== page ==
Banks fail to meet businesswomen’s capital needs

Friday, Nov 17, 2017 08:42

Speakers discuss the women-led SMEs financing in the seminar. — VNS Photo

A new study has found that only 37 per cent of women-owned SMEs Viet Nam have accessed bank loans in the last two years, compared to 47 per cent of male business owners. The study authors urged banks to design uniquely tailored products and services for women-owned small- and medium-sized enterprises (SMEs) in order to support the under-tapped potential of this segment.

The study, by the International Finance Corporation (IFC) under the World Bank, “Women-Owned Enterprises in Viet Nam: Perceptions and Potential”, released on Thursday, said that investing in women and promoting gender equality helps businesses reach new markets and expand.

The IFC report identifies Viet Nam’s women entrepreneurs as one of the significant forces within the SME sector. Their 95,900 firms account for 21 per cent of the country’s total formal enterprises, and 42 per cent of women’s businesses are SMEs.

Running nearly 45,000 SMEs across sectors, women entrepreneurs were found to bring in average annual revenue similar to that of male entrepreneurs. Despite their strength, women entrepreneurs are less likely to access loans than their male peers.

“One of the key difficulties that women-owned businesses find is limited capital access in banks. They feel they are not taken seriously as the customer segment,” said Rubin Japhta, senior operations officer of the IFC’s Banking on Women/SME Banking division.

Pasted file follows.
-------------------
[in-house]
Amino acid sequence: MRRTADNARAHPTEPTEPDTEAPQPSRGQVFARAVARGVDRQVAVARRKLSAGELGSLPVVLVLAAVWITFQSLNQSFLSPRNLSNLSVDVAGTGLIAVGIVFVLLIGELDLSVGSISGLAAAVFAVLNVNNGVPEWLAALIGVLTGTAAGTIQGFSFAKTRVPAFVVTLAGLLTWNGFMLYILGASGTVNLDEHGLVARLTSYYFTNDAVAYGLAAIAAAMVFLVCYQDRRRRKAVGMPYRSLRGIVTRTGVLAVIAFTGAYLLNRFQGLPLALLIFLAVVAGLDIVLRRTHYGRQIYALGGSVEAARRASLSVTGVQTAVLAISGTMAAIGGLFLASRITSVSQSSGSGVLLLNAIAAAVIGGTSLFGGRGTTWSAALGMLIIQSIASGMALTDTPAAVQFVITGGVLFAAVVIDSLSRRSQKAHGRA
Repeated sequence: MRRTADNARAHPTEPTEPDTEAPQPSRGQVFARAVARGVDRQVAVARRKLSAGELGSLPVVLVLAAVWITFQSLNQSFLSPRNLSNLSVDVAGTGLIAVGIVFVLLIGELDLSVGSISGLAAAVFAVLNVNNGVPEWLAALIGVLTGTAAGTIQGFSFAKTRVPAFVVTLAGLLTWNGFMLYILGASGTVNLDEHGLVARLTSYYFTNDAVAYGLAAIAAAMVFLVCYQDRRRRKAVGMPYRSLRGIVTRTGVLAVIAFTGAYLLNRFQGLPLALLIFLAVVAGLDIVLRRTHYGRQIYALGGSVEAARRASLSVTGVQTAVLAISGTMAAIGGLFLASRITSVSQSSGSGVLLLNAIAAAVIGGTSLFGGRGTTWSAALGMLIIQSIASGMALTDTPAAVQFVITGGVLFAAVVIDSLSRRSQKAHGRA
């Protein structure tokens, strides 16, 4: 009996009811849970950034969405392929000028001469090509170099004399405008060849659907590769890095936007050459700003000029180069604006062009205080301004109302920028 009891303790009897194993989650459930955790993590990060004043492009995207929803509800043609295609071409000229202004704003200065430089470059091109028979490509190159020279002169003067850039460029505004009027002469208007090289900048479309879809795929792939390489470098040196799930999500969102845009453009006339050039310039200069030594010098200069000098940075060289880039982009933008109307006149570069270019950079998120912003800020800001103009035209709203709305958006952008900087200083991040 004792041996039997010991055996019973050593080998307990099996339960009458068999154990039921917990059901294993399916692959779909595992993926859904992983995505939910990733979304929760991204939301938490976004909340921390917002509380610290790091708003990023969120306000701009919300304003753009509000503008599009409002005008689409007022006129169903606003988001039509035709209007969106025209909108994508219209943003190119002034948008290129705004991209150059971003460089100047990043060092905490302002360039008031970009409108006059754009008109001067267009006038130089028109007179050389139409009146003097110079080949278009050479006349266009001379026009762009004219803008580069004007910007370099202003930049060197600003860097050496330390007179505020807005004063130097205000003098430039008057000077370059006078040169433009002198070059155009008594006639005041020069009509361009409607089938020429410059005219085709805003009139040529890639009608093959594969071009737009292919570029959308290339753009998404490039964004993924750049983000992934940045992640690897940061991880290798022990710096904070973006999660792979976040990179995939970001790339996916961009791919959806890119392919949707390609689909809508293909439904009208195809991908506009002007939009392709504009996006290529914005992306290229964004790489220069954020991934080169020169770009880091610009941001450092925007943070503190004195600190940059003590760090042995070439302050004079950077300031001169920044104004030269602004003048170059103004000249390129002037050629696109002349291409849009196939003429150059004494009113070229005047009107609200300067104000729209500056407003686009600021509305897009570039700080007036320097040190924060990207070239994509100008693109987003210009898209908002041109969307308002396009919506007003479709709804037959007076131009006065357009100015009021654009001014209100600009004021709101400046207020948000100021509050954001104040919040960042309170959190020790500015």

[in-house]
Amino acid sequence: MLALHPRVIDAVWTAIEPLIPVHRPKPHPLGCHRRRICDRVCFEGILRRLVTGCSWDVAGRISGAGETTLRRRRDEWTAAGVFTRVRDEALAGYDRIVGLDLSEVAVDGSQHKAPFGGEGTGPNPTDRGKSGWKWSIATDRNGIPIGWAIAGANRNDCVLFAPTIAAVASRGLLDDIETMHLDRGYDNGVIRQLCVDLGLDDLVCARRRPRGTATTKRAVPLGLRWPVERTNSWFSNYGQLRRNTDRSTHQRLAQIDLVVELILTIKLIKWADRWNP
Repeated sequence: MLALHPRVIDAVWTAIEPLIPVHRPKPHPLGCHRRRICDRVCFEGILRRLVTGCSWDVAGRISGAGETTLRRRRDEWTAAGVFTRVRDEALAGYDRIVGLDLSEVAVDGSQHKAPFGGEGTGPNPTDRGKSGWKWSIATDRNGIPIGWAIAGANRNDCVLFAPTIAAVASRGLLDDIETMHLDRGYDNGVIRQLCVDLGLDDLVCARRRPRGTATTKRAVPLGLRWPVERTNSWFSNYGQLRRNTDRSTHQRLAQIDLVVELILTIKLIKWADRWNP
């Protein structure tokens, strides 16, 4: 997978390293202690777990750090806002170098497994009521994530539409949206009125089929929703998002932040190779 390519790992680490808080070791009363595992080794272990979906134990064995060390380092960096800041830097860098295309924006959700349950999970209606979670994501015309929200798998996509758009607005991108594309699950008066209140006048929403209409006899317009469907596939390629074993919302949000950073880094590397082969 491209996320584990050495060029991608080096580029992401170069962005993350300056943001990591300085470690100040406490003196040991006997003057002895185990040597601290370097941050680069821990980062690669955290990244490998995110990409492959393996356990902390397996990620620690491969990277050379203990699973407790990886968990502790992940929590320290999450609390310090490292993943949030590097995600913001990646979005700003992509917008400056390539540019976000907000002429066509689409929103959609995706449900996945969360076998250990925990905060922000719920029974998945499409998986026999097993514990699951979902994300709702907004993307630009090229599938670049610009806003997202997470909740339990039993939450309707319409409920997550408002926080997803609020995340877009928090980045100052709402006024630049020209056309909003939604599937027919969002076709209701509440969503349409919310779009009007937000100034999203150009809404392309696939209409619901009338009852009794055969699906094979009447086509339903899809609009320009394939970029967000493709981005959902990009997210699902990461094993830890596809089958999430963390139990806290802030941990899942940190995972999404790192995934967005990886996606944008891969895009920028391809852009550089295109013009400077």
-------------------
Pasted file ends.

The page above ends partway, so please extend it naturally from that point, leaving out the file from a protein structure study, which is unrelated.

Speaking with the Viet Nam News on the sidelines at the seminar, Rubin said women more often find informal forms of financing. For example, they borrow from their families or take personal loans from banks and use the money for their businesses.

“This is a more expensive financing option for business,” Rubin said. “Banks need to change their services and see the women-owned SMEs as a distinct market segment. You need to think and look through what we call the gender lens.”

The financing gap is estimated at $1.2 billion for women-owned SMEs in Viet Nam. Though Viet Nam has policies to encourage women’s entrepreneurship, most banks see this segment as less profitable, higher risk and lacking in financial management skills.

The IFC’s research showed that women business owners want to borrow more to invest in their companies and they typically record higher revenue per employee and lower default rates than their male counterparts.

“Vietnamese women are great at doing business. They are more aware of risk than male counterparts which allows them to better run their businesses,” said Craig Chittick, Australian Ambassador to Viet Nam.

Vietnamese women have a large role in their families but they are very good at balancing family responsibilities and running businesses, the ambassador said. He endorsed the idea that banks should provide better services to women entrepreneurs.

Dao Gia Hung, deputy head of SME Banking of the Viet Nam Prosperity JSC Bank (VPB), said VPBank initiated its pilot women strategy one year ago and the percentage of businesswomen in its SMEs portfolio increased from 15 per cent to 25 per cent this year.

“The non-performing loan (NPL) rate among women-owned businesses is lower than among men,” Hung said, adding that he believes women are more risk-averse than men and they make payments carefully. “We see a big opportunity in the over $1 billion market of women entrepreneurs.”

On Thursday, IFC also launched the study “Tackling Childcare: The Business Case for Employer-Supported Childcare” which encourages companies to support childcare for women employees. By doing so, they can hire and retain talented women, boosting profits and productivity.

IFC has invested more than $1 billion in private-sector banks via its Banking on Women programme and has provided advisory services to banks that want to better serve the women’s market. — VNS

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